Getting Started

Researching your prison ancestors: an introductory guide

Have you found a prisoner in your family history or are interested in learning more about past punishments in your local community? Our new introductory guide can help you to source relevant records and trace those incarcerated in prisons between 1800 and 1914.

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Port Arthur penitentiary, Tasmania

Source guide for tracing your transported convict ancestor(s)

Find out how to trace your transported criminal ancestors with our detailed source guide.

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old photo of a police force

Tracing your police ancestors

Find out more about the sources available for tracing your police ancestors.

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Royal Courts of Justice in London

Where to find criminal justice system records

The main historic records of the criminal justice system can be found in the National Archives and local record offices. Learn more about these records.

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The convict licensing system

Following the implementation of the 1853 Penal Servitude Act, a new licensing system for convicts was introduced in Britain, where well-behaved prisoners could be released early. Many of our criminal ancestors would have been part of this new system.

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Court gavel

Assizes

The Assizes was a regional court circuit held twice-yearly, often dealing with more serious offences such as murder, rape and highway robbery.

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cover of the Hull and East Riding source guide

Source Guide for Hull and East Riding

Download our Hull and East Riding source guide to researching your criminal past.

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inside a reformatory school

Industrial and Reformatory School Registers

Industrial and Reformatory Schools registers contain a great deal of information about the criminal and destitute children who were sent to these institutions from the mid-nineteenth century until 1933.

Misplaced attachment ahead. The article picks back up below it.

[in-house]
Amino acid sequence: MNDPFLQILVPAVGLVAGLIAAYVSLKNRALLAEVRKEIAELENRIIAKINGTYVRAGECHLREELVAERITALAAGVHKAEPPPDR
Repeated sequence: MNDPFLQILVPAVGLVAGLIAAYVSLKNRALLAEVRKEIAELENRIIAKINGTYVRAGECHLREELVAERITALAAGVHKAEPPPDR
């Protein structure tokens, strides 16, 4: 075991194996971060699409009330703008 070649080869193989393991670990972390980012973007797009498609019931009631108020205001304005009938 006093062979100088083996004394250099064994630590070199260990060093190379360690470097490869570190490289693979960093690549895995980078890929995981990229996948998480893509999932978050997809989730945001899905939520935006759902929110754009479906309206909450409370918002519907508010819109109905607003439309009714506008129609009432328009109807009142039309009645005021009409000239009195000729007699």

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Hull Quarter Sessions gates

Quarter Sessions

Find out more about the Quarter sessions, which were local courts usually held four times a year in the seat of the county or county borough.

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Holloway prison

HMP Holloway: History and Sources

A history of Holloway prison, which was originally built as the New City of London Prison in 1852 and later re-designated to became the first female-only local prison in England.

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Latest Updates on Twitter

As my book ‘Trials of the Self: Murder, Mayhem and the Remaking of the Mind, 1750-1830’ is now out, a short thread on what’s in it! /1 https://manchesteruniversitypress.co.uk/9781526153142/

2-36 Jamaica St, 1930
Gardner and Son's warehouse (no. 36, now Martin and Frost) is one of the most remarkable cast-iron warehouses of its date anywhere in Britain; built 1855-6 by John Baird I and using a structural system patented by R McConnel, ironfounder. Archive Ref:

‘The Openings’ Robin Hoods Bay. In Victorian times it was often called ‘Baytown, to distinguish it from the bay. In 1536 King Henry VIII’s topographer, John Leland, described the village as a ‘a fischer townelet of 20 bootes.' It was considered more important than Whitby

On 26th April 1867, the Hull whaler Diana returned to port after 353 days away, mostly spent trapped in ice in Frobisher Bay in the Arctic. 13 men died of scurvy and dysentery.  Captain  John Gravill is buried in Hull General Cemetery. 15,000 people attended his funeral.

Some fascinating figures in the doorway of this Holloway Penny Bazaar, 1914.

And an interesting reflection in the left hand window @sainsburyarch !

🇬🇩 I've been lucky enough to work in several archives in the Caribbean. They all have amazing staff doing great work on tiny budget, but this is worrying news from Grenada. Side note: Caribbean history is also British history (via @nowgrenada) https://www.nowgrenada.com/2021/04/video-dire-state-of-grenadas-national-archive-needs-urgent-attention/

Is this ghost like figure #SomethingScary or a trick of the light captured in this photograph of the billiard room at Carton House c. 1891? #Archive30

2

#MapMonday Station Road, #Belvedere on 1907 @OrdnanceSurvey #map and 1906 #photo showing the railway station in the background @LBofBexley @BelvedereForum @Se_Railway

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If you aren't using this website for your #WWI research then you are missing out. It's my No 1 go-to every single time I find a client's WWI ancestor. #Genealogy https://twitter.com/1418research/status/1386718002612215814